Drug-induced Lupus


This form of lupus is caused by certain medications, which stops (in most cases) when the offending medication is stopped. Symptoms are similar to SLE, but they tend to be milder, with this form of lupus rarely causing organ damage. The most common symptoms include joint and muscle pain and inflammation, with low-grade fevers and rashes. St. Thomas's Lupus Trust have provided a list of some of the most common drugs that have been known to trigger drug-induced lupus:


There is a list of over 100 drugs that can cause lupus, the symptoms will often appear after a person has been on high doses of the medication over a number of years.

Below are just some of the drugs and chemicals:
Proven Association:
Chlorpromazine, Hydralazine (used to treat high blood pressure), Penicillamine, Isoniazid, a-Methyldopa, Procainamide (used to treat tachyycardia), Sulphasalazine (used in colitis, crohn's disease and rheumatoid arthritis).

Tentative Association:
Acebutol, Atenolol, Captopril, Carbamezapine, Cimetidine, Dapsone, Ethosuximide, Hydrazine, Oxyprenolol
Pheneizine, Phenytoin, Pindolol, Practolol, Propranolol, Propylthiouracil, Quinidine
Case Reports:
Allopurinol, Chloprothixene, Chlorthalidone, Debrisoquine, Ethylphenacimide, Gold Salts, Grisofulvin, L-Canavarine, Methysegide, Oral Contraceptives, Penicillin, Phenybuzatone, Reserpine, Streptomycin
Tetracycline (in particular Minocycline, used for acne).
Not everyone who takes these medications will develop drug-induced lupus. For reasons that are currently unknown, this form of lupus develops in some individuals taking those medications long-term but not in the majority of people who take these drugs.

Symptoms usually improve once the medication is stopped, within weeks, though a rare number of patients will continue to experience some symptoms in the future. NSAIDs and/or steroids are often prescribed to bring down the inflammation caused by this form of lupus.


Neonatal Lupus


Neonatal lupus is a rare form of lupus affecting newborn babies, which typically manifests as a red rash on the skin. The Lupus Foundation of America explains that neonatal lupus is "associated with anti-SSA/Ro and/or anti-SSB/La antibodies from the mother that affect the fetus". The LFA adds that the affected newborn baby may also experiences other problems besides the skin rash, such as liver problems and low cell counts At birth, the baby may have a skin rash, heart block, liver problems, or low blood cell counts. "These symptoms typically disappear completely after six months with no lasting effects," though heart block "does not disappear, and affected infants will eventually need a pacemaker." It is important to note that most babies born to mothers with lupus grow up to be entirely healthy.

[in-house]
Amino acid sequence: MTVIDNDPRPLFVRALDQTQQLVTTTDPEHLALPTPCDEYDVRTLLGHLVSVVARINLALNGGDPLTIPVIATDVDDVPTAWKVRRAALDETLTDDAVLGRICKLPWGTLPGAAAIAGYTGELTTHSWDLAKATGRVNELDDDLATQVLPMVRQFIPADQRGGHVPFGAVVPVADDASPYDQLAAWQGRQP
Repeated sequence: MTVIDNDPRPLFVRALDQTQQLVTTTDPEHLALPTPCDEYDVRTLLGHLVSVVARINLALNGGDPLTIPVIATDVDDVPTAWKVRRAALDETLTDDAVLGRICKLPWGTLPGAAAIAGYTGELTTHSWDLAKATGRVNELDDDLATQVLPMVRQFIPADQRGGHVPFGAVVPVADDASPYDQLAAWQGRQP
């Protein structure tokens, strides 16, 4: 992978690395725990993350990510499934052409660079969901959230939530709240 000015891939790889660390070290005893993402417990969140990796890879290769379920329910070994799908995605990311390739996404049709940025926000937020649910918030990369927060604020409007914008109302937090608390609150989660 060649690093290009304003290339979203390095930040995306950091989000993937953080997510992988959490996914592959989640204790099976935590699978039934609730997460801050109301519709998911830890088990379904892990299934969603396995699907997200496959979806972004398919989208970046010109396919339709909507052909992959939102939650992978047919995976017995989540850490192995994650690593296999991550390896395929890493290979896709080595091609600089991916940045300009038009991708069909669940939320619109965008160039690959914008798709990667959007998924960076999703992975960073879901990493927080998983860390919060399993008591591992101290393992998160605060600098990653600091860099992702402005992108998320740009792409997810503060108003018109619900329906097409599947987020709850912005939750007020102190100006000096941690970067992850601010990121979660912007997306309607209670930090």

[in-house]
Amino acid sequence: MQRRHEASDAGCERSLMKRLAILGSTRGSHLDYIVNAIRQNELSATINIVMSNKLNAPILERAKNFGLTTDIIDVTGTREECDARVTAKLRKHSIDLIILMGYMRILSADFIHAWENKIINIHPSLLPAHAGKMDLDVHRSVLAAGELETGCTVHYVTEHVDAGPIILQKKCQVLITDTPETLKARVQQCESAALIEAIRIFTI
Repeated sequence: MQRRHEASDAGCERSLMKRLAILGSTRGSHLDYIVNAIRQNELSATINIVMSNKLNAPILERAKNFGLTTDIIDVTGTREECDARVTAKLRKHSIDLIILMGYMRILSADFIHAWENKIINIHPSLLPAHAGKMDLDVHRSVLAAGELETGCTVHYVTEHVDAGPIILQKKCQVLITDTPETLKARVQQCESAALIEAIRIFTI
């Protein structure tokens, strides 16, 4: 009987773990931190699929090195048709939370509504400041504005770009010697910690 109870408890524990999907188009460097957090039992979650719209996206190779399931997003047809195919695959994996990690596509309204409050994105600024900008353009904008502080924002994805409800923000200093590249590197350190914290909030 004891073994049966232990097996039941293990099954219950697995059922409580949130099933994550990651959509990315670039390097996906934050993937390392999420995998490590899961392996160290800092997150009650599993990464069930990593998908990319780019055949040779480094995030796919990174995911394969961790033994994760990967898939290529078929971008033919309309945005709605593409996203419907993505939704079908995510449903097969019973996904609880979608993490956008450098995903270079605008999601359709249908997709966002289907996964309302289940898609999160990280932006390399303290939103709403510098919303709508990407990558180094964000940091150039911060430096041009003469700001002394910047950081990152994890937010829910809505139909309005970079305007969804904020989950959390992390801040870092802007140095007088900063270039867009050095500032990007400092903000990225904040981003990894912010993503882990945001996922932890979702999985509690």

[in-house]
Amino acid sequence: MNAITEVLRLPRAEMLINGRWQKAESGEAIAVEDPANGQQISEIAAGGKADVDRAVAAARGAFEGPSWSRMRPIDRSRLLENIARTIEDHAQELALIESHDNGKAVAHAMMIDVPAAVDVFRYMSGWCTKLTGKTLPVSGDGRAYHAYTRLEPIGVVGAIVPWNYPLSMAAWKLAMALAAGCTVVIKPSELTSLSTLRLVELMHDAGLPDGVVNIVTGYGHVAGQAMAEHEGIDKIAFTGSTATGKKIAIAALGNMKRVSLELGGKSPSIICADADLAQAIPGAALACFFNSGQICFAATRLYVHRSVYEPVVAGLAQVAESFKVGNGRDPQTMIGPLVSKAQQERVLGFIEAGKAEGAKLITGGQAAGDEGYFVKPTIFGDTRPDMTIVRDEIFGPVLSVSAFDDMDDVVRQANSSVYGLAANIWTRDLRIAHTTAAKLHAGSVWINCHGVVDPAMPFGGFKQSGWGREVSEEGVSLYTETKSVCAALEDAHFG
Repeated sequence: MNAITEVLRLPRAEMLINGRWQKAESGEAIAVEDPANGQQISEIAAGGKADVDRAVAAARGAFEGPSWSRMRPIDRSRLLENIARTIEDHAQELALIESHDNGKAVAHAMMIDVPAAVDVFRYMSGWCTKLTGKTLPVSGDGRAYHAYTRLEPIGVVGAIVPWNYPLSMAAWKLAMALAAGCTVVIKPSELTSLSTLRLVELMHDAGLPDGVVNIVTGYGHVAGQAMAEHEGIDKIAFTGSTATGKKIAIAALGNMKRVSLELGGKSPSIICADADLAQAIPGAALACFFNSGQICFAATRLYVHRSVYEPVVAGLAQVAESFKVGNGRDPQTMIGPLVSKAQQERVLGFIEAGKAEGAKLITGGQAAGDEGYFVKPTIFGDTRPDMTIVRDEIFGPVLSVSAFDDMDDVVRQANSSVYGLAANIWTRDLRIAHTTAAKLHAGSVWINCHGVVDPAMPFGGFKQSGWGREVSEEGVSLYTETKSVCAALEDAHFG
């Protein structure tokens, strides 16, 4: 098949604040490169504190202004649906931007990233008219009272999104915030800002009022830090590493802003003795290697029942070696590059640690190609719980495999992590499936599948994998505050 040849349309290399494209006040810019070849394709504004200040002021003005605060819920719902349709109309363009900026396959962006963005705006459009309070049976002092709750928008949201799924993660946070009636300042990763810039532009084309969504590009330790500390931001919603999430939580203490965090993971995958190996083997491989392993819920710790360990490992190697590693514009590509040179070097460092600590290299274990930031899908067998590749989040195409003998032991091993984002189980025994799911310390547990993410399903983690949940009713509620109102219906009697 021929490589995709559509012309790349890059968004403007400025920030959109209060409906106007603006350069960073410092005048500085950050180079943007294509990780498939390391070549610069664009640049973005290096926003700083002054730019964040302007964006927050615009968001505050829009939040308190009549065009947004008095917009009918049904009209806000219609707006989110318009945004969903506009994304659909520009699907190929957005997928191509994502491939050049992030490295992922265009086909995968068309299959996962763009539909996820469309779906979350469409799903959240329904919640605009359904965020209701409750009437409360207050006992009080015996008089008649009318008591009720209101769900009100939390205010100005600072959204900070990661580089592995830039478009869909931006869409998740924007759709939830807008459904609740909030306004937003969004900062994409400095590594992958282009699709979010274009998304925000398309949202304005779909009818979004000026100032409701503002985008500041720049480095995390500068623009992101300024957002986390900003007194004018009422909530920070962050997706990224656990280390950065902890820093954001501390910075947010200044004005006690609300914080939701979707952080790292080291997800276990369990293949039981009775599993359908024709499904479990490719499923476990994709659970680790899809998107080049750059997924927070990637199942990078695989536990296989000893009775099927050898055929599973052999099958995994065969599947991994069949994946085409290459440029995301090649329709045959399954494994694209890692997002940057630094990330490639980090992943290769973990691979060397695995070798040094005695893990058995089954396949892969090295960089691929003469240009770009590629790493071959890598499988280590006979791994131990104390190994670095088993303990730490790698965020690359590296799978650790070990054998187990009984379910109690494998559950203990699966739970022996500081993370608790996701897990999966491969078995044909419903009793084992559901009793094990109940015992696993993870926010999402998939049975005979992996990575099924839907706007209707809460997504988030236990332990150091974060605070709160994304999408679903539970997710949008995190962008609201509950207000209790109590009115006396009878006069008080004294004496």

Late Onset Lupus


Late onset lupus is exactly like systemic lupus, but this version develops in later life (usually after the age of 55). 80% of those with late onset lupus are female. It is worth remembering that in systemic lupus cases affecting younger people, 90% of those patients are female. In this form of lupus, symptoms are usually milder and may include joint and muscle pain, chest pain, Raynaud's, overlapping syndromes such as Sjogren's or Raynauds. Organ damage is less likely, with neurological and renal involvement being less common. Late onset lupus is typically managed with steroids and/or immune suppression.  

Other Rare Sub-types of Lupus



Chilblain lupus is also known as 'chilblain lupus erythematosus of Hutchinson.' It is a rare subtype "of lupus erythematosus characterized by erythematous lesions induced by cold, damp climates." Symptoms may include chillblains, mild joint pain of the fingers, Raynauds, sensitivity to sunlight and skin lesions. It may occur alongside systemic lupus and a number of patients with chilblain lupus may "eventually develop features of systemic lupus." 

Lupus with lichen planus overlap is a rare sub-type of lupus affecting the skin, which "combines the features of both lupus and lichen planus". Symptoms include lesions that "mostly affect the distal arms, legs, face and trunk" and plaques that "are often painful, centrally atrophic, bluish-red to hypo-pigmented in colour, large, and scaly."

Hypertrophic lupus erythematosus is also known as verrucous lupus erythematosus. It is a rare form of cutaneous lupus "characterised by verrucous lesions, chronic in its course, and resistant to treatment."





Sources in order of appearance:


Systemic Lupus: for more information about systemic lupus, I recommend the Lupus Foundation of America and Lupus UK.  

Acute cutaneous lupus: http://emedicine.medscape.com/article/1065292-overview 

Subacute cutaneous lupus: https://www.womenshealth.gov/publications/our-publications/fact-sheet/lupus.html

Chronic cutaneous lupus: http://dermnetnz.org/immune/cutaneous-lupus.html

Tumid lupus: http://dermnetnz.org/immune/cutaneous-lupus.html

Lupus profundushttp://dermnetnz.org/immune/cutaneous-lupus.html
Bullous lupus: http://www.medicinenet.com/bullous_pemphigoid/page2.htm

Drug induced lupus: http://www.lupus.org.uk/what-is-lupus/drug-induced-lupus-dle
Neonatal lupus: Lupus Foundation of America 

Late onset lupus: http://www.medicinenet.com/script/main/art.asp?articlekey=32478

Chillblain lupus: http://www.ncbi.nlm.nih.gov/pubmed/10342714

Lichen planus: http://lup.sagepub.com/content/early/2013/06/11/0961203313492243

Hypertrophic Lupus: http://www.ncbi.nlm.nih.gov/pubmed/12859742